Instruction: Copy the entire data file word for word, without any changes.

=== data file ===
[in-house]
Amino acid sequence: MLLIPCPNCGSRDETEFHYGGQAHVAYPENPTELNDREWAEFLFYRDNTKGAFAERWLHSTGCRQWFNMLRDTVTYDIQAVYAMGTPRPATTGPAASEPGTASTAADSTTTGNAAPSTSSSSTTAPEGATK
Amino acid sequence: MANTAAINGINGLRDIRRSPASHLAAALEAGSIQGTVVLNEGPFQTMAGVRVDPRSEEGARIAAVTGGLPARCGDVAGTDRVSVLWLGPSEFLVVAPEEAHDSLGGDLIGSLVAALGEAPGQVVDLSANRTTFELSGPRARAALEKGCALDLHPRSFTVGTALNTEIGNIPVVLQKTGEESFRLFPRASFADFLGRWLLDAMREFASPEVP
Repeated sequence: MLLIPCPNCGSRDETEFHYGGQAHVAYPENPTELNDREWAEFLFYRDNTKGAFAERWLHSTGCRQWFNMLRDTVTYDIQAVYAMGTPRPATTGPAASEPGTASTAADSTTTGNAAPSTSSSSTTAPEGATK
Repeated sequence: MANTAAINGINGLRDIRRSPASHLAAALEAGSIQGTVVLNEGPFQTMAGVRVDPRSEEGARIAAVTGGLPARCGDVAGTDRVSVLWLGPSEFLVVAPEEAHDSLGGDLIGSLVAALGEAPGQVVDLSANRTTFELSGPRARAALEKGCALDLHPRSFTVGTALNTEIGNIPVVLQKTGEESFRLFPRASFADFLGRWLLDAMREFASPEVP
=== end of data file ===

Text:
[in-house]
Amino acid sequence: MLLIPCPNCGSRDETEFHYGGQAHVAYPENPTELNDREWAEFLFYRDNTKGAFAERWLHSTGCRQWFNMLRDTVTYDIQAVYAMGTPRPATTGPAASEPGTASTAADSTTTGNAAPSTSSSSTTAPEGATK
Amino acid sequence: MANTAAINGINGLRDIRRSPASHLAAALEAGSIQGTVVLNEGPFQTMAGVRVDPRSEEGARIAAVTGGLPARCGDVAGTDRVSVLWLGPSEFLVVAPEEAHDSLGGDLIGSLVAALGEAPGQVVDLSANRTTFELSGPRARAALEKGCALDLHPRSFTVGTALNTEIGNIPVVLQKTGEESFRLFPRASFADFLGRWLLDAMREFASPEVP
Repeated sequence: MLLIPCPNCGSRDETEFHYGGQAHVAYPENPTELNDREWAEFLFYRDNTKGAFAERWLHSTGCRQWFNMLRDTVTYDIQAVYAMGTPRPATTGPAASEPGTASTAADSTTTGNAAPSTSSSSTTAPEGATK
Repeated sequence: MANTAAINGINGLRDIRRSPASHLAAALEAGSIQGTVVLNEGPFQTMAGVRVDPRSEEGARIAAVTGGLPARCGDVAGTDRVSVLWLGPSEFLVVAPEEAHDSLGGDLIGSLVAALGEAPGQVVDLSANRTTFELSGPRARAALEKGCALDLHPRSFTVGTALNTEIGNIPVVLQKTGEESFRLFPRASFADFLGRWLLDAMREFASPEVP